GREAT NORTHERN PENINSULA AND SOUTHERN LABRADOR, N.L. – Work is underway to revitalize musical traditions throughout the Great Northern Peninsula and southern Labrador.
With the arrival of coordinator Joe Donaghey in St. Anthony this past week, phase two of the International Grenfell Association’s (IGA) music program has begun.
Donaghey, a classically-trained guitarist, will be working throughout the region for the next two years.
He’ll be undertaking research on the musical traditions of the region, the kinds of music locals are interested in and he will be facilitating musical development and events to spark a passion for music that will last beyond the program.
“Our ambition has always been to start these initiatives and then for them to become self-sustaining and have a life of their own,” Dr. Norman Pinder, IGA chairman emeritus, told the Northern Pen. “It’s led by communities, it’s delivered by communities. We’re really giving a helping hand to those people who can make it work in the community.”
Origins of the program
The IGA Music Program first started in Nain. This is considered to be phase two of the initiative.
Pinder played a central role in initiating the program.
“I’ve always held the view that music has a central role in any community life,” said Pinder.
During his travels on the north coast of Labrador, he learned how the musical tradition had weakened.
He raised the issue with colleagues at IGA. They decided to establish a music program in Nain.
“What we wanted to do was to try and energize that musical talent within communities,” he said. “To put music, again, at the center of community life.”
The IGA teamed up with then dean of the School of Music at Memorial University Dr. Tom Gordon (who had an interest in Moravian mission music), Gordon’s colleagues and the Nunatsiavut government to launch the project.
For two-three years, Gordon conducted the research, determining what people were interested in and facilitating the development of music.
Pinder says by the end, the brass bands from years gone by had reconvened, playing at church services, for elders on their birthdays, for boats arriving at the dock and other events.
Music was also encouraged in schools.
One individual has subsequently released multiple albums and has travelled with a brass band to Germany to perform for a Moravian festival.
The project was such a success in revitalizing music in the community that the IGA decided to deliver it throughout the rest of its region.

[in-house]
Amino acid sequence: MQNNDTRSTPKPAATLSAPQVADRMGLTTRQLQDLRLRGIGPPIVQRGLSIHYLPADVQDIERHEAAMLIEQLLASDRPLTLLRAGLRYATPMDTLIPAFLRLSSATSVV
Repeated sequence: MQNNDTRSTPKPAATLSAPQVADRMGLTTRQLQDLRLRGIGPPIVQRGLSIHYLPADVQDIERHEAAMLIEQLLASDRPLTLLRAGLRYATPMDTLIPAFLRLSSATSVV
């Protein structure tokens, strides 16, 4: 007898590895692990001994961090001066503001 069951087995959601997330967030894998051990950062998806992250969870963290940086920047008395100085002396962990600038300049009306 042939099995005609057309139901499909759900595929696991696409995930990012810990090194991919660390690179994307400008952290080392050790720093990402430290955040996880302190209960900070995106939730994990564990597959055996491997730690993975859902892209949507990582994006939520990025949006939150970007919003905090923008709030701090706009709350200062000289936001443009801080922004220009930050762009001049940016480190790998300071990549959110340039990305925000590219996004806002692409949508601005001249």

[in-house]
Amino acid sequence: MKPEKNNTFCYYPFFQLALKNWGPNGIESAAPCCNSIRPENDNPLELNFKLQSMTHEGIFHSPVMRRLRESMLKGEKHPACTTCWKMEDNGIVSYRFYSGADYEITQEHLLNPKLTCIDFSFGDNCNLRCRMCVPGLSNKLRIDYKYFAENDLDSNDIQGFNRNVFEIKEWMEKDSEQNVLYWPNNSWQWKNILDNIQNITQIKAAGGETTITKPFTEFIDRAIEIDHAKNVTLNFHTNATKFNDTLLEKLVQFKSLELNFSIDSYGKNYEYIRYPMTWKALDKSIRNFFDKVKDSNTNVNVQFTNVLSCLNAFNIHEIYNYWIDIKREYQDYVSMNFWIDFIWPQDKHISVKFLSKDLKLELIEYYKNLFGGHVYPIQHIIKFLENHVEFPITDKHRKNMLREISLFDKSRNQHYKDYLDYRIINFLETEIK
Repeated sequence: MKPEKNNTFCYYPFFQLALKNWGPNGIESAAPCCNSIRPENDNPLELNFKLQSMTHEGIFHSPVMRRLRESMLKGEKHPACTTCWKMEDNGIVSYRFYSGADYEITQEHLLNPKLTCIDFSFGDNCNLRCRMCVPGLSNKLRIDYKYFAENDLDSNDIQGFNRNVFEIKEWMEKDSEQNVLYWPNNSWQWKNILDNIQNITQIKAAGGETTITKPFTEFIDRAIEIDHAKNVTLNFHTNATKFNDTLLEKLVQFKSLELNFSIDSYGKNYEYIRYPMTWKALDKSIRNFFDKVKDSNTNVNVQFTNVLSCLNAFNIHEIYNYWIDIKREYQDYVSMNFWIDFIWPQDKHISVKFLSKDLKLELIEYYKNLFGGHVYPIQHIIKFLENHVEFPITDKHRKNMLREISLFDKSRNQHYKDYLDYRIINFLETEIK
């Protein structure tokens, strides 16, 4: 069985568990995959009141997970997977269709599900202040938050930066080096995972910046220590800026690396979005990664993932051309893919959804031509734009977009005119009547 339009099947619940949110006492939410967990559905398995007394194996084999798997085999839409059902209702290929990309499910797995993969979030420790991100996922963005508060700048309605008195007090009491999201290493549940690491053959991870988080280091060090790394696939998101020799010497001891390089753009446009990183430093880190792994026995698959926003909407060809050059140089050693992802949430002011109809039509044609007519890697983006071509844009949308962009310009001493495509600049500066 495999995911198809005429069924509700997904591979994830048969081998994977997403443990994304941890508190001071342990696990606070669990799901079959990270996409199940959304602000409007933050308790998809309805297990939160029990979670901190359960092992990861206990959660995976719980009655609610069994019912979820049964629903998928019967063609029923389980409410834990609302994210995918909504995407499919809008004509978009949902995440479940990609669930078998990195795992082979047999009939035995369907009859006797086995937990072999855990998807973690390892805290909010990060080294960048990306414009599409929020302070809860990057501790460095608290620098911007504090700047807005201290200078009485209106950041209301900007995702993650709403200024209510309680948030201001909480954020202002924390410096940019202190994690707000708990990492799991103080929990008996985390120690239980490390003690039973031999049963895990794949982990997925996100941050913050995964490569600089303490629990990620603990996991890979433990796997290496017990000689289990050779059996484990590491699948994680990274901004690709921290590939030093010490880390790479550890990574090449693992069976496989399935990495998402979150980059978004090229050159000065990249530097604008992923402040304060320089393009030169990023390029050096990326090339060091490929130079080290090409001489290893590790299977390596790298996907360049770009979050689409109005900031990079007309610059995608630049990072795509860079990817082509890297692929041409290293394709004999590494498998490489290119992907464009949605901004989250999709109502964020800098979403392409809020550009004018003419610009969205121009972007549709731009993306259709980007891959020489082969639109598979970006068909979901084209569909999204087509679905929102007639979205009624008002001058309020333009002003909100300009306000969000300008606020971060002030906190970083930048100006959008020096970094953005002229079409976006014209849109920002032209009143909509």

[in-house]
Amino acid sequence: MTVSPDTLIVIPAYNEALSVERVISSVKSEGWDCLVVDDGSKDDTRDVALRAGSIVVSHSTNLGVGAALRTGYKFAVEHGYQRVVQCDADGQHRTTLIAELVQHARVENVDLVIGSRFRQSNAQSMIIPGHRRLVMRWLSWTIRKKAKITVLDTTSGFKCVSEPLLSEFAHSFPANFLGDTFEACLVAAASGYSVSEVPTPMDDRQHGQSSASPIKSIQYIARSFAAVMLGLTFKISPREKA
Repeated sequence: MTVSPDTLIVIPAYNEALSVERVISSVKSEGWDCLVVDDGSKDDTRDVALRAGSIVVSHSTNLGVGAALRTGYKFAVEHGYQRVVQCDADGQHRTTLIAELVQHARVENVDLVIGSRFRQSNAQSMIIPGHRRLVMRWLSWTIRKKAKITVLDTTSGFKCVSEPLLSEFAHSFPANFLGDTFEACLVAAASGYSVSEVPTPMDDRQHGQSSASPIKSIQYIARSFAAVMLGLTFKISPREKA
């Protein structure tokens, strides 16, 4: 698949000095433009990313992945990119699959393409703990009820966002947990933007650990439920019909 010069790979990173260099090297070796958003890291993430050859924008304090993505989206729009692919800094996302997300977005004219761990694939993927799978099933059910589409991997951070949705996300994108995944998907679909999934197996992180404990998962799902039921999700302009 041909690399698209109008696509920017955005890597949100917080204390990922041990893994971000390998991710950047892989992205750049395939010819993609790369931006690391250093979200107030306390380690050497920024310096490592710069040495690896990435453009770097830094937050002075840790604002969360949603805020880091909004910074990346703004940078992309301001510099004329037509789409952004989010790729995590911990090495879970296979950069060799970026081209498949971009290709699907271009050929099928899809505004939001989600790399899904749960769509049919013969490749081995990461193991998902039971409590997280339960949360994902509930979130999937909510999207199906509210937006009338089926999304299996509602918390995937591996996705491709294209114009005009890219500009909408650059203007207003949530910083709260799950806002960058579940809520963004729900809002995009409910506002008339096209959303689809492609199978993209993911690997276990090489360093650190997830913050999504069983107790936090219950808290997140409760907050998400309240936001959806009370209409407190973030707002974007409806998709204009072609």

The second phase just happened to be for the Great Northern Peninsula and southern Labrador.
According to Pinder, it’s going to be more ambitious than phase one.
“In the north it was mostly around brass band, but the musical tradition for the area of south Labrador and the Northern Peninsula is much wider,” he said.
Pinder hopes it will also facilitate communication between the generations.
“There are many musicians among the older population who we could certainly help to pass on their skills, their musical knowledge to the younger people,” he said. “Music is something that communicates across all age groups.”
He adds that research demonstrates that music helps education and learning and builds confidence and leadership.
All the skills
For the second phase, they needed someone with musical skills and experience teaching, like they had with Gordon in the north.
They landed on Donaghey for the role.
“We feel we have someone who has all the skills to carry out this project across this area over the next two years,” according to Pinder.
Donaghey has two degrees in music.
He first completed the classical guitar performance program at Cambrian College in Sudbury, Ontario. He then continued studies, acquiring a major in classical guitar performance and a minor in composition at Memorial University in St. John’s.
During his three years in St. John’s, Donaghey also acquired experience teaching guitar to both young people and adults.
He’s taught classical, blues and pop, amongst other genres.
“Each of those genres has very specific techniques,” he told the Northern Pen. “I think I’m good at that, finding the really small details to learn something to make it easier.”
Donaghey spent most of his childhood growing up in Wiarton, Ontario, a small town located on the Bruce Peninsula on Lake Huron.
He was raised in a musical family. And he says his father’s interest were predominantly in classical and electronic music.
He has inherited his father’s interests in those genres.
At the age of 14, his uncle bought him his first guitar.
But Donaghey says it took him a while to actually become good.
“I was really bad at it for a long time, maybe six years,” he said.
In fact, Donaghey believes guitar is one of the hardest instruments to first learn music on.
He actually recommends starting out on piano or keyboard to build interest in music.
In his experience teaching, he’s found that people want instant results. But that’s not possible on guitar.
“With piano you just press a note and it plays but with a guitar, it’s either their hand’s too small, or too weak, or it hurts, all these things,” he said. “You can play a keyboard, a synth setting or whatever, you press it and it makes a sound. You get instant results.”
An office space has been provided for Donaghey at the town hall in St. Anthony for this initiative, but he’ll travel frequently throughout the area.
Donaghey will be visiting schools, meeting local musicians and anyone who is able to provide insight into what the musical interests are in communities.
At the end of the summer he’ll present his findings to the IGA board. Based on this information, the board will determine the types of projects they will fund while the music program is underway.
Anybody interested in discussing music, working with or learning from Donaghey can contact him by email at email@example.com.